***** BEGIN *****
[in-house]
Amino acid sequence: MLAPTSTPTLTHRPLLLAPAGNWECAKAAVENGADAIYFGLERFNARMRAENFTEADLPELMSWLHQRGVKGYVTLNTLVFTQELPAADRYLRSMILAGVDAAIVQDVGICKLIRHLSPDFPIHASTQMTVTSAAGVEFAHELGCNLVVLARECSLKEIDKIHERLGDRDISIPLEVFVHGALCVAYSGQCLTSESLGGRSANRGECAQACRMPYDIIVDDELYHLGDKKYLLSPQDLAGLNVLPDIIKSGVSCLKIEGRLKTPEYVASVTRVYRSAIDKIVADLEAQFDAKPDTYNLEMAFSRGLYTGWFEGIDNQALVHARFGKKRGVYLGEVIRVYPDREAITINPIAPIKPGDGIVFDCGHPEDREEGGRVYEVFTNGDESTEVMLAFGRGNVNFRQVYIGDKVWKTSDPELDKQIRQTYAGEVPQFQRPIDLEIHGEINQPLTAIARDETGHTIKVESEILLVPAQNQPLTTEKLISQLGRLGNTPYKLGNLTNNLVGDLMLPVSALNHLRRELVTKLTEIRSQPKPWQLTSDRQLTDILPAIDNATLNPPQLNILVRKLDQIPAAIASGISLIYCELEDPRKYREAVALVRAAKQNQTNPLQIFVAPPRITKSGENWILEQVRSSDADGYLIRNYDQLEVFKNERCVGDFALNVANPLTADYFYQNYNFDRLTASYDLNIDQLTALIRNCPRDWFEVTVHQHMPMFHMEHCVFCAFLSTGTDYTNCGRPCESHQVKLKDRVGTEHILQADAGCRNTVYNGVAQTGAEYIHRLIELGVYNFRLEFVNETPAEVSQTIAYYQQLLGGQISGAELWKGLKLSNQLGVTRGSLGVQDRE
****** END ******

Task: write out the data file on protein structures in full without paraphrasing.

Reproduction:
[in-house]
Amino acid sequence: MLAPTSTPTLTHRPLLLAPAGNWECAKAAVENGADAIYFGLERFNARMRAENFTEADLPELMSWLHQRGVKGYVTLNTLVFTQELPAADRYLRSMILAGVDAAIVQDVGICKLIRHLSPDFPIHASTQMTVTSAAGVEFAHELGCNLVVLARECSLKEIDKIHERLGDRDISIPLEVFVHGALCVAYSGQCLTSESLGGRSANRGECAQACRMPYDIIVDDELYHLGDKKYLLSPQDLAGLNVLPDIIKSGVSCLKIEGRLKTPEYVASVTRVYRSAIDKIVADLEAQFDAKPDTYNLEMAFSRGLYTGWFEGIDNQALVHARFGKKRGVYLGEVIRVYPDREAITINPIAPIKPGDGIVFDCGHPEDREEGGRVYEVFTNGDESTEVMLAFGRGNVNFRQVYIGDKVWKTSDPELDKQIRQTYAGEVPQFQRPIDLEIHGEINQPLTAIARDETGHTIKVESEILLVPAQNQPLTTEKLISQLGRLGNTPYKLGNLTNNLVGDLMLPVSALNHLRRELVTKLTEIRSQPKPWQLTSDRQLTDILPAIDNATLNPPQLNILVRKLDQIPAAIASGISLIYCELEDPRKYREAVALVRAAKQNQTNPLQIFVAPPRITKSGENWILEQVRSSDADGYLIRNYDQLEVFKNERCVGDFALNVANPLTADYFYQNYNFDRLTASYDLNIDQLTALIRNCPRDWFEVTVHQHMPMFHMEHCVFCAFLSTGTDYTNCGRPCESHQVKLKDRVGTEHILQADAGCRNTVYNGVAQTGAEYIHRLIELGVYNFRLEFVNETPAEVSQTIAYYQQLLGGQISGAELWKGLKLSNQLGVTRGSLGVQDRE